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Publication numberUS6652968 B1
Publication typeGrant
Application numberUS 09/814,631
Publication dateNov 25, 2003
Filing dateMar 22, 2001
Priority dateMar 22, 2001
Fee statusPaid
Publication number09814631, 814631, US 6652968 B1, US 6652968B1, US-B1-6652968, US6652968 B1, US6652968B1
InventorsDorothy H. J. Miller, Brian L. Miller
Original AssigneeDorothy H. J. Miller, Brian L. Miller
Export CitationBiBTeX, EndNote, RefMan
External Links: USPTO, USPTO Assignment, Espacenet
Pressure activated electrically conductive material
US 6652968 B1
Abstract
A pressure activated electrically conductive polymeric matrix material that is doped with particulate filler material. Electrical conductivity is pressure activated with a change in electrical resistance; specifically, with no pressure applied, the material is at a high resistance and with pressure the resistance is materially lower. Conductive fillers may be spherical or powder substrate, such as glass, graphite, etc., having plated thereon a metal coating which is electrically conductive and which is more thermally conductive than the substrate. The polymeric matrix materials may include polyurethane, silicone, and many other synthetic or natural rubbers. The material of the present invention exhibits a unique on-off switching characteristic, in that, at a pressure smaller than actuation pressure, the amount of current the material can switch is zero; at pressure greater or equal to actuation pressure, the material switches the full current, with no material change in the overall temperature of the material. This translates into a very sharp decrease in the electrical resistance of the material with little or no detectable increase in the overall temperature of the material. The material also exhibits a latching function, in that, when the material is under pressure, current drops immediately to zero or a few milliamperes when the continuous current flowing through the material exceeds its maximum continuous current flow value with no material change in the overall temperature of the material. The differences in electrical and thermal conductivity of the metal coating and the substrate and the small contact areas between conductive spheres or powder particles are believed to be the physical bases of the on-off switching and latching characteristics.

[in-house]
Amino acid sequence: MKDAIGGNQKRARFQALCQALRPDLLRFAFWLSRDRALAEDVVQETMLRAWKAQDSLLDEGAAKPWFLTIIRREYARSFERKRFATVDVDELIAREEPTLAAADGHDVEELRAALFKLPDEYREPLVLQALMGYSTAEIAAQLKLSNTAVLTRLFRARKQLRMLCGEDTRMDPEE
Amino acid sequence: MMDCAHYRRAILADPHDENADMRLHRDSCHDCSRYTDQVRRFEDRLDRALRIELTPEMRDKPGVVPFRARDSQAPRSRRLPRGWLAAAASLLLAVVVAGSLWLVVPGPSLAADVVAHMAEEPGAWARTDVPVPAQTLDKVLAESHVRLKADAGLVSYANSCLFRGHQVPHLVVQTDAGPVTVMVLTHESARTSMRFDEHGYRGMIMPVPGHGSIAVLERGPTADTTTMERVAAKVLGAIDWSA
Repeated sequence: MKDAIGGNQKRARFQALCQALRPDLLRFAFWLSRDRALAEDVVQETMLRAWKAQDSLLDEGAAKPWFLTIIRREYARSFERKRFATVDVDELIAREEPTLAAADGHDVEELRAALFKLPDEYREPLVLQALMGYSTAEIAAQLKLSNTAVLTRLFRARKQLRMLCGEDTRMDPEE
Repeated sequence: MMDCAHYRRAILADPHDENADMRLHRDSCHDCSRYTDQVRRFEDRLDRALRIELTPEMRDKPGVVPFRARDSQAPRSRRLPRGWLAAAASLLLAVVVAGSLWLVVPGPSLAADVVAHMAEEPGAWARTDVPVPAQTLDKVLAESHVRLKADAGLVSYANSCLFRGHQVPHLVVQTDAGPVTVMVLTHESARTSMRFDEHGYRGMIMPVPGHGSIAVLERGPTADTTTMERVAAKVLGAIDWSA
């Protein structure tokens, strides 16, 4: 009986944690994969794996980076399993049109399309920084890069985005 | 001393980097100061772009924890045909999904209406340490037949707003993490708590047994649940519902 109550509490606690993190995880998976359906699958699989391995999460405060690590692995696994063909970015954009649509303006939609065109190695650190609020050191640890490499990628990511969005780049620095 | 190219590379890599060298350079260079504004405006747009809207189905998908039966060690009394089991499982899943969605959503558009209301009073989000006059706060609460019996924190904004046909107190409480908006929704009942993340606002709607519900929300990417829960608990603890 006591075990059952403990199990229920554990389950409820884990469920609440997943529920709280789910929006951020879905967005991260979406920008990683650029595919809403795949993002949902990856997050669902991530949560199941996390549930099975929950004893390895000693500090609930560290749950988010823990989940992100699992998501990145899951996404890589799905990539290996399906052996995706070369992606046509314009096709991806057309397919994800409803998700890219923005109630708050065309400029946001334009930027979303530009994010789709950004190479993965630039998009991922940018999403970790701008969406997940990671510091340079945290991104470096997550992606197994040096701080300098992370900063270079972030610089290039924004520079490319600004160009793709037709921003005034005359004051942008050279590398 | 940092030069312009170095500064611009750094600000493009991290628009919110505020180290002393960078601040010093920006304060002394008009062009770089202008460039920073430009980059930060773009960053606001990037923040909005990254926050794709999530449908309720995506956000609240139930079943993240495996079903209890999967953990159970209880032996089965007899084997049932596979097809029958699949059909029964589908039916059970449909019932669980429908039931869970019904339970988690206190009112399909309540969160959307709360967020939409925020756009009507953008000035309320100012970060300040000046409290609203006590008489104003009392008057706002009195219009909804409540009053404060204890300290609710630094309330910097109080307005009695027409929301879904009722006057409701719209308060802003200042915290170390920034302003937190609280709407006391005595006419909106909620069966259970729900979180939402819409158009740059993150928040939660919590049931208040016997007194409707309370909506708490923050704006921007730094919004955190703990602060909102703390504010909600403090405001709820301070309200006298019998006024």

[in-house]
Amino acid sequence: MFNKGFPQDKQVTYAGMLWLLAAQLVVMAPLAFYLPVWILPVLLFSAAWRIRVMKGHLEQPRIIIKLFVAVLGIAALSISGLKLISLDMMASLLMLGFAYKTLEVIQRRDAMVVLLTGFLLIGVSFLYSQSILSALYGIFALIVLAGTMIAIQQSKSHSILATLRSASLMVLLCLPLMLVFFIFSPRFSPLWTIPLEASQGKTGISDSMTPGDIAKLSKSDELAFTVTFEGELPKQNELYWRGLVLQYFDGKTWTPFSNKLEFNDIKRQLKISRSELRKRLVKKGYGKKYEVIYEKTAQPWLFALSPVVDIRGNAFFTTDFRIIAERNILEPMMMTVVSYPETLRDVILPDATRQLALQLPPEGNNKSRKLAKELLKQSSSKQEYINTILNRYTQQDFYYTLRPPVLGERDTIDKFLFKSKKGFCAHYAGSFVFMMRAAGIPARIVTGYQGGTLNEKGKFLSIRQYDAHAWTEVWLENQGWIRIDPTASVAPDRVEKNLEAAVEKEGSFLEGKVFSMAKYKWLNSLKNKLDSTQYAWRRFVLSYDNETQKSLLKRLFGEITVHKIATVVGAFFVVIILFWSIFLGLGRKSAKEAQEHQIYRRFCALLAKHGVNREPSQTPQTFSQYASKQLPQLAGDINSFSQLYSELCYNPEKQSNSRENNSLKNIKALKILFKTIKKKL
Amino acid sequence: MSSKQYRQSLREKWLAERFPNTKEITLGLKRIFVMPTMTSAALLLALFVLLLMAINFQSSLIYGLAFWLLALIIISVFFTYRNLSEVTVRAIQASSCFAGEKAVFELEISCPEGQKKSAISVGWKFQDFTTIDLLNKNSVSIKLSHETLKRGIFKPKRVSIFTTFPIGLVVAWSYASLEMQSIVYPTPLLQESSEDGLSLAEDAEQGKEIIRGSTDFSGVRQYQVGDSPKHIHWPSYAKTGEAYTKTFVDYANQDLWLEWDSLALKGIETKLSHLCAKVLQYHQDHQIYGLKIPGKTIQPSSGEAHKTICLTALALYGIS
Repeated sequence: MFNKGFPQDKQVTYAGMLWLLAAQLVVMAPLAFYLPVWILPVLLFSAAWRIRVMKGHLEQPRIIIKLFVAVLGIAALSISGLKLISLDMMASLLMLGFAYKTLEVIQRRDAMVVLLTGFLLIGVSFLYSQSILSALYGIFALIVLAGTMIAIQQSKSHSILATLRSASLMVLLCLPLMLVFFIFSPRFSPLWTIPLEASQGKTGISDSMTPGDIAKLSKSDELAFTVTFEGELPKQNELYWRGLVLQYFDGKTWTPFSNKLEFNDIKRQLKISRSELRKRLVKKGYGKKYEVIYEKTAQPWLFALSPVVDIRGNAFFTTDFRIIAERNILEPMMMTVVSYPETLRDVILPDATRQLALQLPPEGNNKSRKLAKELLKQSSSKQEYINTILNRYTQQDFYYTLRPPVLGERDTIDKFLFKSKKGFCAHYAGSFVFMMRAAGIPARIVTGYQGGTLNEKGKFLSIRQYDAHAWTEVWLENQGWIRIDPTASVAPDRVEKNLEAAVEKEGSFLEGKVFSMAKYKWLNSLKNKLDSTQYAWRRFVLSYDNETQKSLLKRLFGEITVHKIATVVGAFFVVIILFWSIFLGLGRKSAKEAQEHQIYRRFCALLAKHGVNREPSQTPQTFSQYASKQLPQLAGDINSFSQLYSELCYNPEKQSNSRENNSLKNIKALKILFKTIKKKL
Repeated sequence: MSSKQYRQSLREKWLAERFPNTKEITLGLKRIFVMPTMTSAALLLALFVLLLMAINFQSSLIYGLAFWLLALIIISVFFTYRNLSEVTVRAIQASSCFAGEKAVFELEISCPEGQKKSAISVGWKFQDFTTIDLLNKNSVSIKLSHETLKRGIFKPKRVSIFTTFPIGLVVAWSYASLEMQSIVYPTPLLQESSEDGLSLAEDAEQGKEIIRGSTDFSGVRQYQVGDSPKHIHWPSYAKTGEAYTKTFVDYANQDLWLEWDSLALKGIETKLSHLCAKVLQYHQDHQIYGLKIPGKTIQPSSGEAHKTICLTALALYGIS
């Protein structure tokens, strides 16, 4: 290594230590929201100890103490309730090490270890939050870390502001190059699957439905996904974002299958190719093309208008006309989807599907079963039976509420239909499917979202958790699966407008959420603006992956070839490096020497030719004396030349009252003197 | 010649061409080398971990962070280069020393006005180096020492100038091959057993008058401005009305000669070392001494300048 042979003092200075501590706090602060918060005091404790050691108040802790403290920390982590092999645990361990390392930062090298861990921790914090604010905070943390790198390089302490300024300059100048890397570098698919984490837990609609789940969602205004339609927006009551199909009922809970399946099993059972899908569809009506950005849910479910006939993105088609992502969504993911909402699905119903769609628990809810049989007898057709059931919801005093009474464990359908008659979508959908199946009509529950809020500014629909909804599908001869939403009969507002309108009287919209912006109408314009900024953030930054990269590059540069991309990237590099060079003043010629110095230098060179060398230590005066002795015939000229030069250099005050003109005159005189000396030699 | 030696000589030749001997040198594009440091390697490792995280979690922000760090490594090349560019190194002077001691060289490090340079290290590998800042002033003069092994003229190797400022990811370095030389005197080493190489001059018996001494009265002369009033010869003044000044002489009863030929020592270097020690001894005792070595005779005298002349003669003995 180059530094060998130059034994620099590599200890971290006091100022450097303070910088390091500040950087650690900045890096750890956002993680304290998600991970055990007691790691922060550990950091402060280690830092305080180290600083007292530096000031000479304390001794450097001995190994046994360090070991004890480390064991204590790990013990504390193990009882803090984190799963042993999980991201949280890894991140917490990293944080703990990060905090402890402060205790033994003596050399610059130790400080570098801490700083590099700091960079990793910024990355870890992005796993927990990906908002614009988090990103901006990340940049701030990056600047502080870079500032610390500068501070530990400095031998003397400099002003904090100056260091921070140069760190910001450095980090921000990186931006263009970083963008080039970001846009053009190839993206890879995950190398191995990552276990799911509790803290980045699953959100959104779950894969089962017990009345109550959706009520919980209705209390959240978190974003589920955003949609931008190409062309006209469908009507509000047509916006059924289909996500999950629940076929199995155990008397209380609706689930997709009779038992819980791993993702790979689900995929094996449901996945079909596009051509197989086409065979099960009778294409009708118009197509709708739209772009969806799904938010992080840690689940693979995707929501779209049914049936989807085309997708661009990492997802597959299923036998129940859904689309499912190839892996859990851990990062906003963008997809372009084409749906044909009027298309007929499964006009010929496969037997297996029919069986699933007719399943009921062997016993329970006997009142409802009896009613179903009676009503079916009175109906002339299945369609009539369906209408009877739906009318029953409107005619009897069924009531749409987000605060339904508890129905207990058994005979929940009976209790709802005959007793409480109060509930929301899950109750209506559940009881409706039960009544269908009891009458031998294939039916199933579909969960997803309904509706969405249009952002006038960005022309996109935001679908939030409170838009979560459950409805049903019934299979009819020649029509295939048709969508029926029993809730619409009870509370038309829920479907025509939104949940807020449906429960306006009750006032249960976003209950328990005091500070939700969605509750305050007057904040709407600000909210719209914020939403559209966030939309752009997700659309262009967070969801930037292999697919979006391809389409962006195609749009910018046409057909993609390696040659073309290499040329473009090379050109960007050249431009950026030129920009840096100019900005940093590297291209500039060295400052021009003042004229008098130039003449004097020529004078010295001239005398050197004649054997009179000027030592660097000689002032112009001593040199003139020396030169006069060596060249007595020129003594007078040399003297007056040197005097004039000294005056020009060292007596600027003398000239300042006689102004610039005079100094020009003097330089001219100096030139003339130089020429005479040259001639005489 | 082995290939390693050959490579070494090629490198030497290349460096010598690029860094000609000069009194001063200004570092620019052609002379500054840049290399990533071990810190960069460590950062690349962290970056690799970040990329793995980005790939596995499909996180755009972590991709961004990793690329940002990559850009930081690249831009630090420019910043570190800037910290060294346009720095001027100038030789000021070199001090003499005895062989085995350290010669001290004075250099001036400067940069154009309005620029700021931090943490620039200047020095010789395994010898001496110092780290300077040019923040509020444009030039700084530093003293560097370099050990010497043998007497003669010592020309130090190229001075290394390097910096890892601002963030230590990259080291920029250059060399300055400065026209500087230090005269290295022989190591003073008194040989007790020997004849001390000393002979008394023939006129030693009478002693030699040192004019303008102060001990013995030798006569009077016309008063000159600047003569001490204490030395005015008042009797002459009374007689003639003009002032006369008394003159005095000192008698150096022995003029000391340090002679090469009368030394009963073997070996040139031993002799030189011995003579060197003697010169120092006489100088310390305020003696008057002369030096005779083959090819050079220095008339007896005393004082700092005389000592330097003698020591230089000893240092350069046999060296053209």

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Claims(27)
Having thus described the aforementioned invention, we claim: